Become Aware of Your Critical Self Talk: You know the voice I'm talking about! The one that says you are not doing enough, you are not good enough, you are failing, you are not trying hard enough. Perfectionists are prone to focusing their flaws and mistakes. Practice showing yourself compassion and kindness. Self criticism is both unhelpful and unhealthy. Everyone makes mistakes. Everyone has shortcomings. No one is infallible. Show yourself loving kindness by cultivating a practice of self love and acceptance. Some tips include: creating a mantra to repeat in those moments when you need it. You can also create a list of affirmations that you can start your day with. Call a friend who sees the best in you and is always on your side. You can also contact a counsellor or therapist to help you create healthy strategies to draw upon.
Reevaluate Your Standards: This is a bit of a challenge for perfectionists, since we all believe that our standards are realistic and attainable. But let's be honest, are they really? Have you ever been able to achieve the standard? Has anyone? Is having that standard helping you towards achieving your dreams and goals or is it hurting it? For example, is training those extra hours really going to get you to your goal, or is it causing major physical damage? Is the extra two months you've spent on that one line in your book helpful? Can you move on and then come back? The one I use the most is the cost factor. For example, what will it cost me if I don't click send on this report now? By cost I don't just mean money, it could also mean mental health, quality of your relationships, quality of your life. Those extra hours at work, what are they costing you? Are they worth it?
Develop a Growth Mindset: Part of learning and growing is making mistakes. The only way to achieve mastery is consistent practice along with a healthy appreciation for failure. Instead of trying to avoid making mistakes and failing, focus instead on embracing the learning opportunities those mistakes have created. Also appreciate the fact that sometimes mistakes and failings are really signals that we are going in the wrong direction and an opportunity to go in a new one.
Enjoy the process: One of my favourite mantras is "Progress not Perfection." I've found that when I focus on the process and embrace my progress along the way, I am significantly less stressed. I am also less self critical, because focusing on the process removes our ego out of the equation. It allows us to step back and look at what we are doing from an objective point of view. This is important because as a perfectionist the tendency is to wrap up our self worth in outcomes. We are now free to do something just for the fun of it, or for the experience or because we've been curious about it and always wanted to try it.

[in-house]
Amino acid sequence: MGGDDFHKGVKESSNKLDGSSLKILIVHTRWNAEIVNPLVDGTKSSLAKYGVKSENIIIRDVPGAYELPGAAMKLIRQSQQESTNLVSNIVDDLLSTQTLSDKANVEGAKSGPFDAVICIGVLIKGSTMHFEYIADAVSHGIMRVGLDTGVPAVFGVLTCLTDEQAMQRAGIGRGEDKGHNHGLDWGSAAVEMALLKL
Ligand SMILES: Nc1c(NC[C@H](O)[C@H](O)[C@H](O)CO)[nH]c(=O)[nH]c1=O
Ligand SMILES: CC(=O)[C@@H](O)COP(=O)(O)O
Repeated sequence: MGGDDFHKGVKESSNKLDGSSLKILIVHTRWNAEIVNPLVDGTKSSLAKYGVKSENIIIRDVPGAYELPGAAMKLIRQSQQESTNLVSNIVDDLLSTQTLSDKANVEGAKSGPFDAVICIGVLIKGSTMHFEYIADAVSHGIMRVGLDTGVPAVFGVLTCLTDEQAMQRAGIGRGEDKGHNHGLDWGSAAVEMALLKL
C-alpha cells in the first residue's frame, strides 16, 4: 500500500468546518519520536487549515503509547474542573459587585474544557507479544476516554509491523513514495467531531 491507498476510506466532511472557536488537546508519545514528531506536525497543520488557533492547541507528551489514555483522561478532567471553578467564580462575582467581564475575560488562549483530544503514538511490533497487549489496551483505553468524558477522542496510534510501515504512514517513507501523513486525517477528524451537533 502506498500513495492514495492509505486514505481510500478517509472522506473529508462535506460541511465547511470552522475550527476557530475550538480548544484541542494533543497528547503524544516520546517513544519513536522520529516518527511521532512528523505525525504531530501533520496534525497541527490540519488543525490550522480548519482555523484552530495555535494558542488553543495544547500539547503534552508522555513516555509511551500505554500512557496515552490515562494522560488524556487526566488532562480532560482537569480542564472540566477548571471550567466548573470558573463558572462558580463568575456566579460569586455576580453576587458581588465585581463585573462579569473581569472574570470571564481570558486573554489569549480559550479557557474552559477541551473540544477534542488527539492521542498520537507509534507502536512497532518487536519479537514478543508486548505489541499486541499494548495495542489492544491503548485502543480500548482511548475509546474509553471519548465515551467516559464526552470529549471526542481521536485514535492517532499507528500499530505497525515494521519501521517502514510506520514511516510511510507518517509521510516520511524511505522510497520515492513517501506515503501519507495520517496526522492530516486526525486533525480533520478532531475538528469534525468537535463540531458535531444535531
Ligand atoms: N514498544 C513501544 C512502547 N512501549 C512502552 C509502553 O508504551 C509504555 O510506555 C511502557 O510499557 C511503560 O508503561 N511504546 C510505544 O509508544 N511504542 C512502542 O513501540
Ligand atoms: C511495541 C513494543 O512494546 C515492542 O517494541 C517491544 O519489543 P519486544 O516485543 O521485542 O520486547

Focus on Your Character: As I said before, perfectionists tie their self worth to their achievements, which is a recipe for distress and dis-ease in our lives. A few years ago, I came across an exercise which starts with the sentence "I am the kind of person who....." At the time I was burning the candle at two ends and the middle. Sometimes I would tell myself "I am the kind of person who knows her limits." or "I am the kind of person who knows how to rest," "I am the kind of person who knows self compassion." I found it very helpful. What are the character traits that you want to focus on to help you develop healthy self worth and a healthy life? Focus on those instead. As you self esteem rises, your need to be perfect will dissipate. You are worthy and valuable. You don't need a list of accomplishments to give that to you.
Break Up Your Goals: Nothing is wrong with having audacious goals but perfectionists leave no margin for error. This leads to intense stress and unhappiness. By breaking up those audacious goals into smaller bits, it gives you room to breathe. You have the opportunity to course correct when things go awry. You can learn from your mistakes and forgive yourself for them. You have room to be more patient with yourself as you grow. It also allows you to celebrate small wins which then helps you to build your confidence as you go along.
Stop Trying to Please Everyone: The minute you start putting everyone else's wants, needs, value and opinions ahead of yours, you teach yourself that yours do not matter. So many of us are living lives to please other people: our parents, our spouse, our friends, the society we live in. Your needs matter. Your desires matter. Your dreams matter. Your values matter. Your hopes matter. Your opinions matter. When we embrace ourselves; our most authentic selves, we give ourselves permission to live our best lives. That is true freedom.
Learn to Receive Feedback: This is a tough one. Feedback almost always feels like someone is pointing out our failures. It feels like a personal attack and why wouldn't it? Your self esteem is tied to your results so it always feels personal. As a matter of fact, even when someone points out something good, we often don't trust it and it makes us work harder to prove ourselves. Feedback both positive and negative are opportunities to learn and grow. Even when someone is being overly harsh, there is value in the feedback. Sometimes the value is practicing the ability to receive negative feedback without breaking your spirit. Ask yourself, where is the opportunity to learn here?
Learn to Let Go: As you embark on your new journey you will have to face the reality that you cannot do it all. With that comes a feeling of sadness, sometimes even a sense of loss. We will all fall short. We will all disappoint someone. Will will all have to break a promise because things did not go according to plan. In these moments, take a deep breath, acknowledge that you are doing you best then.....let it go. Something that helps me greatly is keeping a "things done list" as opposed to a things to do list. I also take the time to celebrate little wins. It keeps me in perspective, that I am doing better than I think that I am.
Like all habits, perfectionism can be tamed. It takes self reflection and commitment as well as, self compassion. Be patient with yourself. It will take time, but you will overcome it.